You hear it all the time: Fluoride is good for your teeth and helps prevent tooth decay. But do you know how it works? Visit our blog post about tooth decay if you are interested in learning more about the causes and symptoms. For now, we are going to concentrate on how fluoride combats the effects of tooth decay and the different kinds of fluoride treatments you can get to help prevent these problems with your teeth.
From the moment your teeth begin growing as a child, fluoride is helping protect them from plaque and sugar. Fluoride is a natural element, found in foods and water, that mixes with your enamel and makes your teeth much stronger. Take that, plaque! Even after your teeth are formed, fluoride works with your saliva to protect the enamel on your teeth. Stronger teeth get fewer cavities. Fluoride protects your teeth in three different ways:
1) Fluoride promotes tooth remineralization and helps heal damaged areas on your teeth.
2) Fluoride makes your teeth decay-resistant. The remineralization process also creates a tooth mineral that is harder than the original tooth itself.
3) Fluoride has antibacterial properties and combats the bacteria that cause tooth decay in your mouth.
Fluoride is in your toothpaste and drinking water, but some people may need a little extra dose to keep their teeth happy and healthy. We may prescribe treatments based on the status of your oral health.
1) Topical treatments are applied directly to the tooth enamel. Typical examples of this topical treatment include prescribed toothpaste, mouthwashes, and gels. We often recommend an over-the-counter mouthwash, for instance. Please follow the directions carefully for those products, which may require a longer swish time than you are used to.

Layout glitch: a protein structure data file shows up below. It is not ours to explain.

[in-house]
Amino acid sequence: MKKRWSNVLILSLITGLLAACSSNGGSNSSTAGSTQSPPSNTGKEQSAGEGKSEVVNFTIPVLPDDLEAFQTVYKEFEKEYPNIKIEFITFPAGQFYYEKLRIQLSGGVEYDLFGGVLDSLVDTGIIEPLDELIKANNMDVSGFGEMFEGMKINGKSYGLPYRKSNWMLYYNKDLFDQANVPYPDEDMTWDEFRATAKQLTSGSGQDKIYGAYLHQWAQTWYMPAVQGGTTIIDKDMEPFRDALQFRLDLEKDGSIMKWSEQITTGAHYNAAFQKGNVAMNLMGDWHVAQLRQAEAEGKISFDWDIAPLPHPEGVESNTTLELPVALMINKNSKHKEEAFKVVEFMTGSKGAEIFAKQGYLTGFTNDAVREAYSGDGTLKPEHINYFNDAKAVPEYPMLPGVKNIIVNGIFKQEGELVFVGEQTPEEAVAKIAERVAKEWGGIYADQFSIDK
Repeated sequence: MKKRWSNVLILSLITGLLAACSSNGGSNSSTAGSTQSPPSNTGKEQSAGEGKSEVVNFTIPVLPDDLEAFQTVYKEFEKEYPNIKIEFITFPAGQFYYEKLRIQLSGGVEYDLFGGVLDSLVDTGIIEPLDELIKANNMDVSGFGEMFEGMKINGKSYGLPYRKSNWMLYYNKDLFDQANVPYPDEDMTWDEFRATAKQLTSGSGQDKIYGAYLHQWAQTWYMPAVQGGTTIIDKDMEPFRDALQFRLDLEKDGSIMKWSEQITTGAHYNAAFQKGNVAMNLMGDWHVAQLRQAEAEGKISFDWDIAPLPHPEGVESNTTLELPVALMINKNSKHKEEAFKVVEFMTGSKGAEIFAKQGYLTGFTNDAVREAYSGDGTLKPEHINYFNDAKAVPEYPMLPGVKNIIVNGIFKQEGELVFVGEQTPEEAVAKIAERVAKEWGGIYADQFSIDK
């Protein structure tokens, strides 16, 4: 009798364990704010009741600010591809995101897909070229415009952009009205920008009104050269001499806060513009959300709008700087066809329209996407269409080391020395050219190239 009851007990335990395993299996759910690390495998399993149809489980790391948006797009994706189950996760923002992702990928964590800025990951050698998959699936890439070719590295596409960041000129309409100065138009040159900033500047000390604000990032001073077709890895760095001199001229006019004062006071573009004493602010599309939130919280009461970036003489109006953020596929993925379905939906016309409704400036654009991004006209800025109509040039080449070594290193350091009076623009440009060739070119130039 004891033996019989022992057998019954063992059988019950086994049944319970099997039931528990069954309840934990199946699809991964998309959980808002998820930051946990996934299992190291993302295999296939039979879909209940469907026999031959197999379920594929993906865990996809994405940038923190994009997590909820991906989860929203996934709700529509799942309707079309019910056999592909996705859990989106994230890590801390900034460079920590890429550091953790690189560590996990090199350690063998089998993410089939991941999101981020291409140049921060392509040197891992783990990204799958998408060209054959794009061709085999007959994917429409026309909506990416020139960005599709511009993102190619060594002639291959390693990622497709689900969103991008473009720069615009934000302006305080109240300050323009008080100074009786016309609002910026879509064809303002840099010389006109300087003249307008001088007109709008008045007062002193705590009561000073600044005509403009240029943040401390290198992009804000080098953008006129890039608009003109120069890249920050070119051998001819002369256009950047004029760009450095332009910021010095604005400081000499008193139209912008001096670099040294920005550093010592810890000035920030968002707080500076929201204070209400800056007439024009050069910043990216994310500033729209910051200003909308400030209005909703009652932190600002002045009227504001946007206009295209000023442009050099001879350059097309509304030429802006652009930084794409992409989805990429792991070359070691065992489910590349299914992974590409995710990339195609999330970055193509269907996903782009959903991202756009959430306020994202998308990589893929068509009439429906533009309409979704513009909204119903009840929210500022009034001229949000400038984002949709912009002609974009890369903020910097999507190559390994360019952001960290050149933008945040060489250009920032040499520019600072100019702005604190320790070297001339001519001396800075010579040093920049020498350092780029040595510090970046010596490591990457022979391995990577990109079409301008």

We might also suggest fluoride trays, which you can do at home. We will make an impression of your teeth so that the trays fit well, giving your teeth the most exposure to fluoride. Pour the fluoride gel into the tray and apply it to your teeth once a day for five minutes and then remove the tray and spit out the fluoride. Do not swallow the fluoride. However, if you do, drink a large glass of milk, which will combat the possible side effects of fluoride on your stomach.
2) Systematic treatments are swallowed. Examples of systematic treatment include the water and food you ingest. These systemic treatments are also available as drops, tablets, and gels that we can prescribe. We often do this for younger children who find it difficult to wear trays.
Note that any extra fluoride treatments are not a substitute for daily brushing or flossing.
Depending on the status of your oral health, your dentist might recommend fluoride treatments every three, six, or twelve months. We may also recommend additional preventative actions if you have a moderate to high risk of tooth decay. If you have any questions regarding fluoride treatments or how we can help improve the quality of your oral hygiene, contact us today.